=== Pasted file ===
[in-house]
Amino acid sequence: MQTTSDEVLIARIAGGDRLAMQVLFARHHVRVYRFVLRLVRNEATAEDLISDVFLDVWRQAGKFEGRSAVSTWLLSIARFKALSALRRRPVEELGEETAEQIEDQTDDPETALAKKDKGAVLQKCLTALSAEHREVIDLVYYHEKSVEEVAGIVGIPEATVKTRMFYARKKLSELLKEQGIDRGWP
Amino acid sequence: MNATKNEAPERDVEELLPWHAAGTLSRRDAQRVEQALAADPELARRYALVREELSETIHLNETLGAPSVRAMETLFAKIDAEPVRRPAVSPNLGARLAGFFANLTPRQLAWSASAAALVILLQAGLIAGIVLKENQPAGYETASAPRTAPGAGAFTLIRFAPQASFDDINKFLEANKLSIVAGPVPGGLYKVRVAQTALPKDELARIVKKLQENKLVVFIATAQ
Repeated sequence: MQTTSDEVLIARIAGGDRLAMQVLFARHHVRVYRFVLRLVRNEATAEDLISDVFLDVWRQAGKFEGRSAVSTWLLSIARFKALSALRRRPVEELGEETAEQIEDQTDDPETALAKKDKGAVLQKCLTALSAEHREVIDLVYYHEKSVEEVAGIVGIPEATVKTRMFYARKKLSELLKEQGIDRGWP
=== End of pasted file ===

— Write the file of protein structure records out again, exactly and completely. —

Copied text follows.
[in-house]
Amino acid sequence: MQTTSDEVLIARIAGGDRLAMQVLFARHHVRVYRFVLRLVRNEATAEDLISDVFLDVWRQAGKFEGRSAVSTWLLSIARFKALSALRRRPVEELGEETAEQIEDQTDDPETALAKKDKGAVLQKCLTALSAEHREVIDLVYYHEKSVEEVAGIVGIPEATVKTRMFYARKKLSELLKEQGIDRGWP
Amino acid sequence: MNATKNEAPERDVEELLPWHAAGTLSRRDAQRVEQALAADPELARRYALVREELSETIHLNETLGAPSVRAMETLFAKIDAEPVRRPAVSPNLGARLAGFFANLTPRQLAWSASAAALVILLQAGLIAGIVLKENQPAGYETASAPRTAPGAGAFTLIRFAPQASFDDINKFLEANKLSIVAGPVPGGLYKVRVAQTALPKDELARIVKKLQENKLVVFIATAQ
Repeated sequence: MQTTSDEVLIARIAGGDRLAMQVLFARHHVRVYRFVLRLVRNEATAEDLISDVFLDVWRQAGKFEGRSAVSTWLLSIARFKALSALRRRPVEELGEETAEQIEDQTDDPETALAKKDKGAVLQKCLTALSAEHREVIDLVYYHEKSVEEVAGIVGIPEATVKTRMFYARKKLSELLKEQGIDRGWP